It was all well and good to pass a Transportation Bond Act selling the voters a broad package of capital improvements everyone wants. However, now that it has come down to satisfying multiple Assembly, city council and Senate jurisdictions everyone comes out with the “what are you going to do for my people” schtick when it comes to raising funds to pay off those bonds. Subsequently the broad consensus that sold the Bond Act whithers away.

    And it will get worse before it gets better. As the commission has to revise, chop, dice and slice CP to get it past Shelly and the City Council resources will have to be moved around. Some groups who seemed to benefit more from the Mayors plan will feel thereby aggrieved by the Commission Plan. Any support gained by the changes the Commission puts forth will have to be greater than the perceived losses of these other groups.

    It looks to me that we are still getting further away from more dedicated funds for the MTA, in any form, that Larry began this onslaught with.

  • steve

    I don’t want to see CP’s promise of a massive transit capital infusion pissed away, but the direct linkage of CP to fares is electric. The promised CP capital improvements seem a pipe dream to some, but making motorists pay now to keep fares where they are is plausible and lays bare the political reality (this is mass transit riders vs. motorists, folks) that Brodsky et al. obscure. Upping tolls would simply worsen the distortion of the current structure (more traffic on and leading to free crossings).

  • Niccolo Machiavelli

    Problem Steve is that the electricity you observe is static electricity and not real current. In fact Assemblyman Brodsky has already grounded that circuit. He and the others are cluck-clucking about the fare/toll increase as they can be depended upon to do promising to come up with the State $s that have been missing the last decade or so. They are actually your allies for purposes of stalling the inevitable increase. Brodsky is, and always has been, one of the drivers of the anti-fare and toll increase.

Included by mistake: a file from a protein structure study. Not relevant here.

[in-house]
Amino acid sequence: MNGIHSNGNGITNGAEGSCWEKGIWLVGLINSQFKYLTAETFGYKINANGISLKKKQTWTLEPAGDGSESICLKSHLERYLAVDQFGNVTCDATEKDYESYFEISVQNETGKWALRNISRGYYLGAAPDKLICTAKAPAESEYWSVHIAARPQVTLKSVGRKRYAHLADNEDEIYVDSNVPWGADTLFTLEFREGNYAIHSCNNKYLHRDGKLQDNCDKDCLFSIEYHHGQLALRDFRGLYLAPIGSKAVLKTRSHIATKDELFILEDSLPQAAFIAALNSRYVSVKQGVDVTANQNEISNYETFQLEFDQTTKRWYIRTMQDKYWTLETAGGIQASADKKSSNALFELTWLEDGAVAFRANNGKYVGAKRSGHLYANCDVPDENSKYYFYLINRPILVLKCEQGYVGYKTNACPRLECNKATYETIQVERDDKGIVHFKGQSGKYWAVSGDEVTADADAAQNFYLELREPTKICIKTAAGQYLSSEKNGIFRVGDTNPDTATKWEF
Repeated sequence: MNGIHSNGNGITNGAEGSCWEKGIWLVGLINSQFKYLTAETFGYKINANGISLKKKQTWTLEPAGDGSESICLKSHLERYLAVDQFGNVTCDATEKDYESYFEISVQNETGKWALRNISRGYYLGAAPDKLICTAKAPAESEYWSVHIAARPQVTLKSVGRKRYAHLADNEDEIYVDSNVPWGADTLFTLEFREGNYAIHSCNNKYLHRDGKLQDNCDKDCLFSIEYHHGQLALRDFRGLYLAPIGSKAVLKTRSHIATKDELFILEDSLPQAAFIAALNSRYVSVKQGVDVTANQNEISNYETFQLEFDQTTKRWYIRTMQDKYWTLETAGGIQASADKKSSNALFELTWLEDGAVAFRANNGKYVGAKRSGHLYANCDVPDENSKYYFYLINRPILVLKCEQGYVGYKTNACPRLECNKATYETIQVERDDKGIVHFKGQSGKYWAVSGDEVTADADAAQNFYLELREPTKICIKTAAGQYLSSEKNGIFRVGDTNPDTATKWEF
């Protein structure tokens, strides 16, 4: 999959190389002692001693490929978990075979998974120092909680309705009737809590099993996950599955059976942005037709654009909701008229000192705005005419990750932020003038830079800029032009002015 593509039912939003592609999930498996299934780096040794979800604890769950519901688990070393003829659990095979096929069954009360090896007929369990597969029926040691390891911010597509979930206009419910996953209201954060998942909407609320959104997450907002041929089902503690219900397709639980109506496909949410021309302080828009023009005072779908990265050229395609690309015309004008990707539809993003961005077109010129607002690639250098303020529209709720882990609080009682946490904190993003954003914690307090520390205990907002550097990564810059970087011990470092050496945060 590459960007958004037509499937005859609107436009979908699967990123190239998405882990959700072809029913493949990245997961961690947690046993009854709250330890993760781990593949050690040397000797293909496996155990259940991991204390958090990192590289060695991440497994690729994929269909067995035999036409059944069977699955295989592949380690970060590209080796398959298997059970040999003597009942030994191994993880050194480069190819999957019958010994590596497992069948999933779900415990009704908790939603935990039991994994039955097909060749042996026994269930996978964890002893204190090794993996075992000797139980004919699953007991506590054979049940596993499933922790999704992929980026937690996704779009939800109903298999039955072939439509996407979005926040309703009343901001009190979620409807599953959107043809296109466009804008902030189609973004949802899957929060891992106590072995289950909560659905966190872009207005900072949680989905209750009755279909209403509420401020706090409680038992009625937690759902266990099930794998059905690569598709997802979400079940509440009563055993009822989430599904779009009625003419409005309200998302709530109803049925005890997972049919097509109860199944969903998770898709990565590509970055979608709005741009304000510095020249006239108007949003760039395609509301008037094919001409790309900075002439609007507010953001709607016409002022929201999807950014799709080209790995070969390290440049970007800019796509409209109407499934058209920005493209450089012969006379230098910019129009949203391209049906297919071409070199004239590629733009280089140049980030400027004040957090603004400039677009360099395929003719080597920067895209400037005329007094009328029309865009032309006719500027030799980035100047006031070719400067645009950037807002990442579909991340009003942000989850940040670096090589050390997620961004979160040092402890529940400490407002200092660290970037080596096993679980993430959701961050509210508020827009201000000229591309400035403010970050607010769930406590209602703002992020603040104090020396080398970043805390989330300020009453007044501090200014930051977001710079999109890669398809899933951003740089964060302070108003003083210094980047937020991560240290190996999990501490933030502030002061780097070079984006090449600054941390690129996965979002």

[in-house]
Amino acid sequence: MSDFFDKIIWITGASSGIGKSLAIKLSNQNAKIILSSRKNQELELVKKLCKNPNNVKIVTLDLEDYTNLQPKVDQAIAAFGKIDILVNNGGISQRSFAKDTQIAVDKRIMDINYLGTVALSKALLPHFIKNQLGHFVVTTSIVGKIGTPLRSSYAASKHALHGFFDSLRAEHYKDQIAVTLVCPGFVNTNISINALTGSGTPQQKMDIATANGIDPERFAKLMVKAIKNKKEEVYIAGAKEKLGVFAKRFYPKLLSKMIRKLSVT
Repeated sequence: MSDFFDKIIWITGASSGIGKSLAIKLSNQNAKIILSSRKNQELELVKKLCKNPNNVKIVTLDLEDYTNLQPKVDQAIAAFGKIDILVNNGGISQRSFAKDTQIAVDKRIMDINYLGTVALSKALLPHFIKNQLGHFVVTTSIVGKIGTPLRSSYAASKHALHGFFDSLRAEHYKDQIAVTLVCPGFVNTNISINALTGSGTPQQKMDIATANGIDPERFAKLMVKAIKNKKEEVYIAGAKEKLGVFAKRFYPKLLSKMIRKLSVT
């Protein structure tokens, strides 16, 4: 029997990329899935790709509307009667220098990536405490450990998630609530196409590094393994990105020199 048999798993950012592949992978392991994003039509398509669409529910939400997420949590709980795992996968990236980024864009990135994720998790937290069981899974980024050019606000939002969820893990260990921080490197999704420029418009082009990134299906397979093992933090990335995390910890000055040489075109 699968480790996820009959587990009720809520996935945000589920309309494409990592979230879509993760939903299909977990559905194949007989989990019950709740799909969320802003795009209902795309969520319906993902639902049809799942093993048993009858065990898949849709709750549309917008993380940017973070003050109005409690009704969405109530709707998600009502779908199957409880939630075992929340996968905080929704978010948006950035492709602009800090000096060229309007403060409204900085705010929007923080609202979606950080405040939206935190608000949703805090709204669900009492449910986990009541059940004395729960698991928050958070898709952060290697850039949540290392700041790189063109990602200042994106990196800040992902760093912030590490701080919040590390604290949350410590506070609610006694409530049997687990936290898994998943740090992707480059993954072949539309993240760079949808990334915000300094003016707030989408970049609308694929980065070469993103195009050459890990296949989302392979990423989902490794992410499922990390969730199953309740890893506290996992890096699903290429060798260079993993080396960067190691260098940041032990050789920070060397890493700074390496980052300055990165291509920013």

And for a large part of that decade the fare has actually be going down. Had the average fare not actually been falling to the present level of $1.30 per ride perhaps there would be more of a charge here. That $1.30 increasingly has had to fund the MTA capital as well as the MTA operating budgets.

    That the riders can’t pay for the basic input increases (COLA) of 10% to something like $1.45 or $1.50 merely reinforces the character and stereotype of the MTA as a social welfare rather than a transportation provider. If people can’t afford the extra $0.25 their average ride will cost them (about $60 per work year, $1.25 per week) then their economic issues are greater than what can be addressed in public transportation policy. Clearly there are such people and I feel sorry for them, thats why I support welfare and care for the indigent.

    At the Metro North fare and toll hearings in Westchester the other night the only outright opponents of the increases were the American Automobile Association. The riders guy from the PCAC said he didn’t like fare increases but understood that more frequent more moderate increases were easier on the riders.

    One can always make a case that since the MTA properties, especially Metro North and the Subway system, recover more of their operating and capital expenses from the fare box than the other American systems, that the riders are paying too much and the taxpayers pay too little. But these are not magic numbers and are largely a function of population density. For New York’s population density to have value the MTA must recover more of their expenses from the riders than a system in Denver, or LA or Omaha.

    But one can make the same argument that the two fare zones shouldn’t have ended, that in those further reaches of Brooklyn, Queens, SI and the Burbs that have such low capacity utilization and empty buses should pay more than the efficient subway system in the center. We have chosen not to do that and the same outerborough politicians who are fighting CP loved that. It even made a lot of them (Carl Kruger) into defacto Republicans.

    Unfortunately the debate of fare increases gets diffused into slurs on the Authority and its workers, promised improvements that have not been achieved and what the hell is being done with all the toll money presently being paid by the drivers. Historically it has made the fare and toll payers so suspicious of the agency that they forget the very valuable transportation service the MTA provides. The press has certainly forgotten what the real average fare is and what direction it has been going in.